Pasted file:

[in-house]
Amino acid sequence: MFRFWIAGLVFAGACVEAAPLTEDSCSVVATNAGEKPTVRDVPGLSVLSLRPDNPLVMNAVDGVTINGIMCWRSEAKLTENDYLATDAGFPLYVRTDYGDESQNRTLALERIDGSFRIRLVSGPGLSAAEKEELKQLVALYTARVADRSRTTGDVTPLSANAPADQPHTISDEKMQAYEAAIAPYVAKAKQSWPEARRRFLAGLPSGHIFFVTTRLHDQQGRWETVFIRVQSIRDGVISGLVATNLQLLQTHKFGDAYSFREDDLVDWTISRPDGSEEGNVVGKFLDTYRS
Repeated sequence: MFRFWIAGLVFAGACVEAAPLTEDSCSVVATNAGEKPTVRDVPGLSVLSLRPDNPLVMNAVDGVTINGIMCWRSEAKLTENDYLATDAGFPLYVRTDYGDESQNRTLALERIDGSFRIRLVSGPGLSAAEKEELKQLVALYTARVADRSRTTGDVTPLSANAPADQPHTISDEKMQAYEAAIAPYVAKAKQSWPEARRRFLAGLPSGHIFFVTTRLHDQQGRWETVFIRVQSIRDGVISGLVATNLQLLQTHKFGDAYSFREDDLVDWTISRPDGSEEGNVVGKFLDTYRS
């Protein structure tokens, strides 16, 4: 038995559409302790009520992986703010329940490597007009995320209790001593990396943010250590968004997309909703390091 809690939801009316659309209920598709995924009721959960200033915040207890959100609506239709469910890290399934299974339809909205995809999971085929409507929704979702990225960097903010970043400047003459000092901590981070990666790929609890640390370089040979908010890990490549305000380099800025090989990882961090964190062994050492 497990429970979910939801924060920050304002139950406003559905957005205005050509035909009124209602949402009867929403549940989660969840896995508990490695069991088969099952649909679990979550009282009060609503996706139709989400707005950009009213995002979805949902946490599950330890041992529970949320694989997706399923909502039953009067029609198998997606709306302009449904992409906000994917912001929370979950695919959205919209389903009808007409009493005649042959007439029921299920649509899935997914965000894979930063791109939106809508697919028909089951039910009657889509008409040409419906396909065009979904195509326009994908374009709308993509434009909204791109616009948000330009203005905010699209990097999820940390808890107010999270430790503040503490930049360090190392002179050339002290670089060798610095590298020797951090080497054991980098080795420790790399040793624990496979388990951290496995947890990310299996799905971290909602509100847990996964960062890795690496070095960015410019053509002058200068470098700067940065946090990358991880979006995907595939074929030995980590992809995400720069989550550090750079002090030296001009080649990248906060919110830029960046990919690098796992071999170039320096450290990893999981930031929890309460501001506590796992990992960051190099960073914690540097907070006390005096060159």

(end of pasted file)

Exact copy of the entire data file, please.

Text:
[in-house]
Amino acid sequence: MFRFWIAGLVFAGACVEAAPLTEDSCSVVATNAGEKPTVRDVPGLSVLSLRPDNPLVMNAVDGVTINGIMCWRSEAKLTENDYLATDAGFPLYVRTDYGDESQNRTLALERIDGSFRIRLVSGPGLSAAEKEELKQLVALYTARVADRSRTTGDVTPLSANAPADQPHTISDEKMQAYEAAIAPYVAKAKQSWPEARRRFLAGLPSGHIFFVTTRLHDQQGRWETVFIRVQSIRDGVISGLVATNLQLLQTHKFGDAYSFREDDLVDWTISRPDGSEEGNVVGKFLDTYRS
Repeated sequence: MFRFWIAGLVFAGACVEAAPLTEDSCSVVATNAGEKPTVRDVPGLSVLSLRPDNPLVMNAVDGVTINGIMCWRSEAKLTENDYLATDAGFPLYVRTDYGDESQNRTLALERIDGSFRIRLVSGPGLSAAEKEELKQLVALYTARVADRSRTTGDVTPLSANAPADQPHTISDEKMQAYEAAIAPYVAKAKQSWPEARRRFLAGLPSGHIFFVTTRLHDQQGRWETVFIRVQSIRDGVISGLVATNLQLLQTHKFGDAYSFREDDLVDWTISRPDGSEEGNVVGKFLDTYRS
């Protein structure tokens, strides 16, 4: 038995559409302790009520992986703010329940490597007009995320209790001593990396943010250590968004997309909703390091 809690939801009316659309209920598709995924009721959960200033915040207890959100609506239709469910890290399934299974339809909205995809999971085929409507929704979702990225960097903010970043400047003459000092901590981070990666790929609890640390370089040979908010890990490549305000380099800025090989990882961090964190062994050492 497990429970979910939801924060920050304002139950406003559905957005205005050509035909009124209602949402009867929403549940989660969840896995508990490695069991088969099952649909679990979550009282009060609503996706139709989400707005950009009213995002979805949902946490599950330890041992529970949320694989997706399923909502039953009067029609198998997606709306302009449904992409906000994917912001929370979950695919959205919209389903009808007409009493005649042959007439029921299920649509899935997914965000894979930063791109939106809508697919028909089951039910009657889509008409040409419906396909065009979904195509326009994908374009709308993509434009909204791109616009948000330009203005905010699209990097999820940390808890107010999270430790503040503490930049360090190392002179050339002290670089060798610095590298020797951090080497054991980098080795420790790399040793624990496979388990951290496995947890990310299996799905971290909602509100847990996964960062890795690496070095960015410019053509002058200068470098700067940065946090990358991880979006995907595939074929030995980590992809995400720069989550550090750079002090030296001009080649990248906060919110830029960046990919690098796992071999170039320096450290990893999981930031929890309460501001506590796992990992960051190099960073914690540097907070006390005096060159």